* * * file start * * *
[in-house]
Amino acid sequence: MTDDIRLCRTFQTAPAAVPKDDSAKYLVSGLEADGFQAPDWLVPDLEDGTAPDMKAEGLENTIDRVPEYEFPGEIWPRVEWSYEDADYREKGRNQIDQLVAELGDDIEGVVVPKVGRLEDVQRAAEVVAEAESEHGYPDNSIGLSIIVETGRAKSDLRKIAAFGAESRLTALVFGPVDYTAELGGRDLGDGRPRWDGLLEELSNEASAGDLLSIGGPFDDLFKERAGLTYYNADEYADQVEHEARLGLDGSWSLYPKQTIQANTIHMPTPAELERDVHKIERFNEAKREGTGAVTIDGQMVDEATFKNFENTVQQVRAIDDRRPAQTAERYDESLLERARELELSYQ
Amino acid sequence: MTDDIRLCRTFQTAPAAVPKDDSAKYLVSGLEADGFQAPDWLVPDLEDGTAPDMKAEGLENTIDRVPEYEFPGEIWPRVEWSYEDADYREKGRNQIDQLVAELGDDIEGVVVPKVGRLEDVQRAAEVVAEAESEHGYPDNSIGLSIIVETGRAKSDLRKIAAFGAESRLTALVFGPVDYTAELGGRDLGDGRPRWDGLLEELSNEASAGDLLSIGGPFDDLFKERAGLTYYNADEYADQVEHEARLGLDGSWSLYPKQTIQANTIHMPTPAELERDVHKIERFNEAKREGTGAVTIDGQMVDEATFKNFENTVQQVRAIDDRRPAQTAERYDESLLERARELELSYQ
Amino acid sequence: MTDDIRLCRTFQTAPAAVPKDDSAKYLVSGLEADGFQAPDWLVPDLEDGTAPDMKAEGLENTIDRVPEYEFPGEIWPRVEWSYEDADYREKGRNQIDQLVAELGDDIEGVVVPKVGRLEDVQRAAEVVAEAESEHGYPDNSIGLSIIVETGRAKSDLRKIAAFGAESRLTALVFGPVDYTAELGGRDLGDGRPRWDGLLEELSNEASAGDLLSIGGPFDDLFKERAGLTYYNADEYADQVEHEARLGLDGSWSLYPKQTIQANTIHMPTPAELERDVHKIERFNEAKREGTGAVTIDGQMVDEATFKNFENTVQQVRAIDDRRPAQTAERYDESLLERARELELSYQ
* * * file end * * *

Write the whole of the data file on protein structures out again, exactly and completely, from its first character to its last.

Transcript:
[in-house]
Amino acid sequence: MTDDIRLCRTFQTAPAAVPKDDSAKYLVSGLEADGFQAPDWLVPDLEDGTAPDMKAEGLENTIDRVPEYEFPGEIWPRVEWSYEDADYREKGRNQIDQLVAELGDDIEGVVVPKVGRLEDVQRAAEVVAEAESEHGYPDNSIGLSIIVETGRAKSDLRKIAAFGAESRLTALVFGPVDYTAELGGRDLGDGRPRWDGLLEELSNEASAGDLLSIGGPFDDLFKERAGLTYYNADEYADQVEHEARLGLDGSWSLYPKQTIQANTIHMPTPAELERDVHKIERFNEAKREGTGAVTIDGQMVDEATFKNFENTVQQVRAIDDRRPAQTAERYDESLLERARELELSYQ
Amino acid sequence: MTDDIRLCRTFQTAPAAVPKDDSAKYLVSGLEADGFQAPDWLVPDLEDGTAPDMKAEGLENTIDRVPEYEFPGEIWPRVEWSYEDADYREKGRNQIDQLVAELGDDIEGVVVPKVGRLEDVQRAAEVVAEAESEHGYPDNSIGLSIIVETGRAKSDLRKIAAFGAESRLTALVFGPVDYTAELGGRDLGDGRPRWDGLLEELSNEASAGDLLSIGGPFDDLFKERAGLTYYNADEYADQVEHEARLGLDGSWSLYPKQTIQANTIHMPTPAELERDVHKIERFNEAKREGTGAVTIDGQMVDEATFKNFENTVQQVRAIDDRRPAQTAERYDESLLERARELELSYQ
Amino acid sequence: MTDDIRLCRTFQTAPAAVPKDDSAKYLVSGLEADGFQAPDWLVPDLEDGTAPDMKAEGLENTIDRVPEYEFPGEIWPRVEWSYEDADYREKGRNQIDQLVAELGDDIEGVVVPKVGRLEDVQRAAEVVAEAESEHGYPDNSIGLSIIVETGRAKSDLRKIAAFGAESRLTALVFGPVDYTAELGGRDLGDGRPRWDGLLEELSNEASAGDLLSIGGPFDDLFKERAGLTYYNADEYADQVEHEARLGLDGSWSLYPKQTIQANTIHMPTPAELERDVHKIERFNEAKREGTGAVTIDGQMVDEATFKNFENTVQQVRAIDDRRPAQTAERYDESLLERARELELSYQ